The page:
Zenreach makes digital marketing easier for time-pressed small business owners, managers and marketing employees. I worked in-house to develop systems that streamlined the design process for our internal teams as well as the merchants we served.
When a merchant signs up for Zenreach, the first thing they need to do is install a WiFi router at their business location. Once the router has been successfully installed, they need to design and configure a series of automated email campaigns, social ads and a WiFi hotspot for contact collection. Previously, every asset needed to be designed independently using a WYSIWYG composer. User interviews confirmed that this was a time-consuming and frustrating process and further, that merchants were generally unhappy with the look-and-feel of their campaigns.
My hypothesis was that idea of merchants designing their own campaigns one-by-one was fundamentally flawed. I wanted to position our merchants as Creative Directors, instead of Production Designers. Dan Nieh and I realized that the easiest way to do this was to have merchants establish a global style (or ‘brand profile’) for their business.
We found that we could automatically pull a logo, color palette, photography and location information by simply having the merchant link their Facebook business page. From there, we asked users to choose their best photographs, describe their brand voice and select the minimum and maximum incentives they were willing to offer to bring in customers.
Using this brand profile we were able to generate suggested campaigns which the user could then modify, approve and launch. The suggested campaigns included on-brand accent colors, photography, pre-populated marketing copy and a range of incentives based on the ‘difficulty’ and quality of the audience (e.g. small incentive for new customers, big incentive for lost customers). Using the suggested campaigns, a merchant could get their account fully up-and-running in under 10 minutes. This feature later became an integral part of Zenreach’s user onboarding process.
Next, I turned my focus to Zenreach’s own brand identity. Their existing visual identity was a patchwork of one-off designs created by an array of designers (and others) over the previous years. There were some loose themes: a generally cool color palette of blues and greens, a few different variations of a wordmark set in Semplicità, and an assortment of monoweight icons. But there was no explicit identity documentation and no unified vision for the company’s mission and values.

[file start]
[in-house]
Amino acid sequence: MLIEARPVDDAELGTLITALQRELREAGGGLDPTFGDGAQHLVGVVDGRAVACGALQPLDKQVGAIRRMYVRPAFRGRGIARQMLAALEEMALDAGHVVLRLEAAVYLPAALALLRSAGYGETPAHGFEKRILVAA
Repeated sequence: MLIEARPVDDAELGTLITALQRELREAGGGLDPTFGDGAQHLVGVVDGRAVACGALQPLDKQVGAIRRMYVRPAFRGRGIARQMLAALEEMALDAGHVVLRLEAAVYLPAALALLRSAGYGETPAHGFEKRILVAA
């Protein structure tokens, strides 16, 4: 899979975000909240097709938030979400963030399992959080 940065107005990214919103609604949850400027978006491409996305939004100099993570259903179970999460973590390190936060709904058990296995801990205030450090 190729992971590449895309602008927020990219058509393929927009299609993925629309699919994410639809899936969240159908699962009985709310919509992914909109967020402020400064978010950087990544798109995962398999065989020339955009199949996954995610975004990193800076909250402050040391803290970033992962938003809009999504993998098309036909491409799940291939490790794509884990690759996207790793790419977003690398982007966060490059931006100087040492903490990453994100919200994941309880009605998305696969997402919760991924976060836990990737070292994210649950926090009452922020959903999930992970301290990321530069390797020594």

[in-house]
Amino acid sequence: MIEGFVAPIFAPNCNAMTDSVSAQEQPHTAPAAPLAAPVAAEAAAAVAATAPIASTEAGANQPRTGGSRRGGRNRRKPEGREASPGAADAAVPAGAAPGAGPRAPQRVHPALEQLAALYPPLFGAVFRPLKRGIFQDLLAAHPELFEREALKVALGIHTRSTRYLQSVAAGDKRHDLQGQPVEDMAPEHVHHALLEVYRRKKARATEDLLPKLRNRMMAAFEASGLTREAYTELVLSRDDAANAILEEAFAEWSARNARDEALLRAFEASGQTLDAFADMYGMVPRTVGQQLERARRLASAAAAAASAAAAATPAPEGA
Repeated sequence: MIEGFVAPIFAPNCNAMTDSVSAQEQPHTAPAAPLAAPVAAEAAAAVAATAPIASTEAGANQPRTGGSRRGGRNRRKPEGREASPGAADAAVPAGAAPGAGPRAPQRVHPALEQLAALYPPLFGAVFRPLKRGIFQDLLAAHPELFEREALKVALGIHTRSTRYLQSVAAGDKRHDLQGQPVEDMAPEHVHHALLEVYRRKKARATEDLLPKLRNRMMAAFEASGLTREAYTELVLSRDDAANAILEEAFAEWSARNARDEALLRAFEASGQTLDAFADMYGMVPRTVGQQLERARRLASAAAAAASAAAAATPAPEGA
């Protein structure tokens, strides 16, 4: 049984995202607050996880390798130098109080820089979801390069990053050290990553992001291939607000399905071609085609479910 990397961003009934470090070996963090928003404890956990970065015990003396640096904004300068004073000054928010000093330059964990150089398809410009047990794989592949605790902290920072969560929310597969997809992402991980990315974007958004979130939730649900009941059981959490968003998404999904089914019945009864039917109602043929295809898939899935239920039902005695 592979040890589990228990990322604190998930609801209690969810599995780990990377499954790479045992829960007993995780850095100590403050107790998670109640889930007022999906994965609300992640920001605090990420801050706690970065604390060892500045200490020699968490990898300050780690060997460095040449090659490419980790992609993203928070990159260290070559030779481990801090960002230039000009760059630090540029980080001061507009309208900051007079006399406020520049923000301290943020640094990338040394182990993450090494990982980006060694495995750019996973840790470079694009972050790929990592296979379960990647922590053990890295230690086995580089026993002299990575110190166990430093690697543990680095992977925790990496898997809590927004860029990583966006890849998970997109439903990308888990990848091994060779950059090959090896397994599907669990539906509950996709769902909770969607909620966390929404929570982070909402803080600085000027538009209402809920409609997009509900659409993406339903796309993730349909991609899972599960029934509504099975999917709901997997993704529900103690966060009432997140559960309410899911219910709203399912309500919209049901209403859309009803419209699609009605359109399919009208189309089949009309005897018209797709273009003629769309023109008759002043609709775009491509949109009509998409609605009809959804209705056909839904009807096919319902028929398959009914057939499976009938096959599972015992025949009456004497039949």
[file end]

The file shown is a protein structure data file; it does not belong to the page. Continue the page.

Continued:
We hired RedAntler to lead a brand audit and provide creative direction for a new identity. Over the next 6 months, the design, marketing and executive teams worked together to establish the company’s mission statement, core values, customer personas, messaging and visual style. I was responsible for drafting the internal documentation as well as developing an icon and illustration system, which you can see on pages 14–19 in the style guide at the link below.
Zenreach’s brand identity is intended to be flexible, trustworthy and utilitarian—while still maintaining a level of distinctiveness and approachability that sets it apart from competing players in the space. It’s a rule-abiding identity by design. With a small staff and changing market landscape, an easy-to-understand (and easy to replicate) visual style was crucial in building trust and responding to new challenges. Accordingly, we strived for simplicity and predictability.
I see design systems as a style guide for thinking. Rather than starting every project from scratch, a design system establishes a framework in which design can be produced. It streamlines the design process by reducing repetitive, arbitrary decision-making. A good design system starts with the theoretical (mission, values, voice) before outlining constraints (grids, components, patterns) for putting the theory into practice. An effective design system is rigid enough to produce consistent results, but flexible enough to allow for experimentation and evolution.
Design systems are often discussed in the context of helping large teams deliver a consistent experience. Through my work at Zenreach, I learned how a thoughtfully established design system can also help small, scrappy teams scale their output without sacrificing quality.